CC Goldwater reveres her grandfather's legacy -- and says he wouldn't recognize today's GOP. Last week in Charlotte, she helped renominate President Obama.
Of all the things Barry Goldwater, who died in 1998, might find foreign about today's political scene, one was surely the scene that unfolded on the floor of the Democratic convention in Charlotte last Wednesday: His granddaughter, surrounded by Arizona's Democratic delegates, nominating President Obama from the convention floor.
"Madam Secretary, Arizona is the Grand Canyon state and has produced some fabulous politicians on both parties. One includes my grandfather, Barry Goldwater," the dark-haired, red-lipsticked woman in a blue dress said, stumbling over her words a little bit -- she was very nervous.
"I'm CC Goldwater," she continued. "My grandfather wouldn't recognize the Republican Party of today."
It was very late -- 11:30 p.m., after Bill Clinton had finished speaking and most of the networks had cut away -- but to those still watching the convention, it was a riveting moment: A direct descendant of perhaps the most conservative presidential nominee the Republican Party has ever had, asserting that today's GOP has gone too far. "Barry Goldwater believed in personal freedoms, the right to privacy, and a woman's right to choose," she said. "On behalf of the Arizona delegation, I want to cast 77 votes for Arizona for Barack Obama, the president of the United States!"
I caught up with Goldwater, who lives in the Phoenix area, this week to see how Barry Goldwater's granddaughter ended up at a Democratic convention. CC isn't actually a Democrat -- she's still registered as an independent, though she thinks she might switch over soon -- and she wasn't a convention delegate, just a guest of the Arizona delegation. Nor was it her first public foray into Democratic politics: In 2008, she came out in favor of Obama and against the Republican nominee from her home state, John McCain.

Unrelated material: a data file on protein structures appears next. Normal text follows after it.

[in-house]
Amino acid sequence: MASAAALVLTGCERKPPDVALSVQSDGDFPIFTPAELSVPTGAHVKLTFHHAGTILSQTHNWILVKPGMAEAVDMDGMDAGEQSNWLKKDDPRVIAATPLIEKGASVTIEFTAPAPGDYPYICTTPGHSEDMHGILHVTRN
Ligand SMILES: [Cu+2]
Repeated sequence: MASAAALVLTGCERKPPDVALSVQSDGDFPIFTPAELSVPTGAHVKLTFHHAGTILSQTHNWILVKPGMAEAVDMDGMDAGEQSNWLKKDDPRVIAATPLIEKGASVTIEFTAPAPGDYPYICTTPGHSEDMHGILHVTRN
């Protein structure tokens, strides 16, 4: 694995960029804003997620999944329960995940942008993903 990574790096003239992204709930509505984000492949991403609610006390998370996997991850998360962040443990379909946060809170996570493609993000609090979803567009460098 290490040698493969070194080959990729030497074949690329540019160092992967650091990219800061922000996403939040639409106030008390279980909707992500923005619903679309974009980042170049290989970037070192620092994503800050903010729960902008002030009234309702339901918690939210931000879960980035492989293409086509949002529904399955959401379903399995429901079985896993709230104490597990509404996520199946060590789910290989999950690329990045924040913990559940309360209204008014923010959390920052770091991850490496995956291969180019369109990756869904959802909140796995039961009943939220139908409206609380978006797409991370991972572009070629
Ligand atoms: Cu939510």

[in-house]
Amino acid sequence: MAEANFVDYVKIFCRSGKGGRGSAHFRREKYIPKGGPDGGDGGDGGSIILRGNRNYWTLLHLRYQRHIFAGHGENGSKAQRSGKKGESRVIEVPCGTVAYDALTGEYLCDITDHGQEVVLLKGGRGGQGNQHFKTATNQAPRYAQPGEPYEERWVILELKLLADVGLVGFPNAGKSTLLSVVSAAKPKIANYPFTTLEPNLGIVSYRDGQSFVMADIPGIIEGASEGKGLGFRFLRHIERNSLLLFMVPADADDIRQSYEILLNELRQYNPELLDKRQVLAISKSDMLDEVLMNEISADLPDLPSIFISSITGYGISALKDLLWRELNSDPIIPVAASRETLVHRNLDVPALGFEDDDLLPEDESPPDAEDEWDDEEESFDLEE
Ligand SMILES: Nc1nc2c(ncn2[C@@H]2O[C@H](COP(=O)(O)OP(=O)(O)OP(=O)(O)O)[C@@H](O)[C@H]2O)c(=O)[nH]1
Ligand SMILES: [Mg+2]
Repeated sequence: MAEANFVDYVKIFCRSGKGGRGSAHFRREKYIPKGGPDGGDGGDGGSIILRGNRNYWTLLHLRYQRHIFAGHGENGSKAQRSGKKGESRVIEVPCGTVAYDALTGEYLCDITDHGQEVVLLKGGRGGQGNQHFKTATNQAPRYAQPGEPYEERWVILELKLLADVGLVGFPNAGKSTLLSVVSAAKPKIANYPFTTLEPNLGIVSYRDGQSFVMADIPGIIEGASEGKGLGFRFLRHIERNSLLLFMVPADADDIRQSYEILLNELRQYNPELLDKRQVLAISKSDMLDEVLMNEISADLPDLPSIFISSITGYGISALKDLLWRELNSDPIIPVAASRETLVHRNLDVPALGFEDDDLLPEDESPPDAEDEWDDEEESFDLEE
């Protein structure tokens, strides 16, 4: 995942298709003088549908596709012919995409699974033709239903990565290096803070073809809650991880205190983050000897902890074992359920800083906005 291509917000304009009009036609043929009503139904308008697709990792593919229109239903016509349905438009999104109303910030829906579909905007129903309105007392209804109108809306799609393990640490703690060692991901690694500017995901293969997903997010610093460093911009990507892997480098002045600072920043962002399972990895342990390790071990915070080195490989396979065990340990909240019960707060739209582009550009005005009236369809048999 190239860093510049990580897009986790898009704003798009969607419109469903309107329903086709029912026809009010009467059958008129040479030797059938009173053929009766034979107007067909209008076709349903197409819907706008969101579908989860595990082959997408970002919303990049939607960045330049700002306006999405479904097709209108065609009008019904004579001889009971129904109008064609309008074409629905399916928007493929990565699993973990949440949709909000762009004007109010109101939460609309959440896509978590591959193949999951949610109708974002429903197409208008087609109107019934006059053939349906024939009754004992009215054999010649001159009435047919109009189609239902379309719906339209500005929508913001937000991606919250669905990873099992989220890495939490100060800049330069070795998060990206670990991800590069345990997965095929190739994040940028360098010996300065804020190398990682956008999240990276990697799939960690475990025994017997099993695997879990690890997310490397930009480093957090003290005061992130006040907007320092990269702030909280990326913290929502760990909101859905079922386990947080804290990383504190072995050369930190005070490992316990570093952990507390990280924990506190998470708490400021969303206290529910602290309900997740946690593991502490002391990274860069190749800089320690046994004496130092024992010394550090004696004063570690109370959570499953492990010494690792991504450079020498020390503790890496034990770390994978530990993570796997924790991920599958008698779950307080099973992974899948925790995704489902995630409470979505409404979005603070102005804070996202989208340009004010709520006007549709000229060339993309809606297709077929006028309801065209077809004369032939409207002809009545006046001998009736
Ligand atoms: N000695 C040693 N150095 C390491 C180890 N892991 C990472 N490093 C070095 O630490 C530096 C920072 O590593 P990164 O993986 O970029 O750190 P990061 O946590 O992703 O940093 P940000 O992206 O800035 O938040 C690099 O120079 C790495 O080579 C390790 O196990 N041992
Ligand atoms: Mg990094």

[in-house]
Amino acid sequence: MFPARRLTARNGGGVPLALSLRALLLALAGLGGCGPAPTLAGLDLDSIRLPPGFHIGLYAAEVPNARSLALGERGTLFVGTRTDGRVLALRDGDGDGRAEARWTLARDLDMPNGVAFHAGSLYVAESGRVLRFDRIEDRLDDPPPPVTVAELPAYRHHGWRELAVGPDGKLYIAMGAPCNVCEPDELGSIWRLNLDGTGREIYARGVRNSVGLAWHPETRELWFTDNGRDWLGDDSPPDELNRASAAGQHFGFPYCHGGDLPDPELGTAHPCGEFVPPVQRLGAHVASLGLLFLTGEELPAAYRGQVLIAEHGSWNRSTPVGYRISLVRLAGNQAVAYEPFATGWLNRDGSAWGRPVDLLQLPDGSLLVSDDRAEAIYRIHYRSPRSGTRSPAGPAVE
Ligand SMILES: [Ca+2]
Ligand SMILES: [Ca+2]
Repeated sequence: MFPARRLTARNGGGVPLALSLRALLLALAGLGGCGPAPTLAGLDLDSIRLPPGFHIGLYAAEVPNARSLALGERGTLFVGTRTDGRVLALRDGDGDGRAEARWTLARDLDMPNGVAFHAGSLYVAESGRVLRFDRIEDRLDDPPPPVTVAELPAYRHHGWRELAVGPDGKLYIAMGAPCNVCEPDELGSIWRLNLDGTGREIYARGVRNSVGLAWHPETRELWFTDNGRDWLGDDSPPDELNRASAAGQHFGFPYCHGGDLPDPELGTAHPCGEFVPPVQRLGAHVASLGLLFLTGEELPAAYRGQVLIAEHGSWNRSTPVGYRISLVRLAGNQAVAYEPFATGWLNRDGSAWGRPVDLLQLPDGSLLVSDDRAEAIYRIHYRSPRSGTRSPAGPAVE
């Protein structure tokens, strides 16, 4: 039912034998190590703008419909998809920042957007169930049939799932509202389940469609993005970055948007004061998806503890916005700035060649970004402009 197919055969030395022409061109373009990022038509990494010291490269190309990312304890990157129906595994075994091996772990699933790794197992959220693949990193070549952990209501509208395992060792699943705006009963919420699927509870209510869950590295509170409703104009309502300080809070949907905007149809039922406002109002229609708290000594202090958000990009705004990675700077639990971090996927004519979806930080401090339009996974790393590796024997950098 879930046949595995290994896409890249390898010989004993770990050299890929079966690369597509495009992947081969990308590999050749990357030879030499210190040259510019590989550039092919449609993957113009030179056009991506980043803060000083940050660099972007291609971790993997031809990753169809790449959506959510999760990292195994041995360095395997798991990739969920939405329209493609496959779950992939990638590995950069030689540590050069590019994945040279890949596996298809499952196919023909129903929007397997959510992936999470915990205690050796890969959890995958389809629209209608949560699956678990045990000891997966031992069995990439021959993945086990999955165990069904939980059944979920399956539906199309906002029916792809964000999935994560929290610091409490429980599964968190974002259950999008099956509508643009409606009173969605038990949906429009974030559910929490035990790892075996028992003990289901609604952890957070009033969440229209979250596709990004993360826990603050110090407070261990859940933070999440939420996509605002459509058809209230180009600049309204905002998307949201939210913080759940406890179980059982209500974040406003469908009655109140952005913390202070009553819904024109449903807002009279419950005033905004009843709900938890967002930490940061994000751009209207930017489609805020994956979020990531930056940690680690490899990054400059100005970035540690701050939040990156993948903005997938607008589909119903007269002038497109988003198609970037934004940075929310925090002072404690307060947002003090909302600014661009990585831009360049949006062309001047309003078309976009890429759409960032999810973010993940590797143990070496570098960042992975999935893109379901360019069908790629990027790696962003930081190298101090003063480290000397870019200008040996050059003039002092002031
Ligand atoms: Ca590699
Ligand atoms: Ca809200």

This might seem like a repudiation of the legacy of the man many credit with pioneering the Republican Party's shift toward an ever more uncompromising conservatism. But CC Goldwater -- a filmmaker who in 2006 completed an HBO documentary about her grandfather called Mr. Conservative: Goldwater on Goldwater -- sees it as consistent. Goldwater, 52, lived with her grandparents for part of her childhood in order to attend high school in Phoenix (she grew up in the small town of Sedona), but her sense of her grandfather was mainly nonpolitical. "Sometimes I'd see the Secret Service at my window because Kissinger was coming over for coffee or something," she laughed. "I knew he was really important, but not what he stood for."
It was through the documentary that she got to know, and admire, her grandfather's politics, interviewing dozens of political figures on all sides about Barry Goldwater's beliefs and his legacy. It's this education that she believes qualifies her to say what he would think of today's GOP. "At the end of his career, he was seeing it too," she said. "He was saying things like, 'If I had to run 10 or 20 years from now, I might not get elected in my own party.' The Republican Party has changed into less than what I think Barry Goldwater would be supportive of."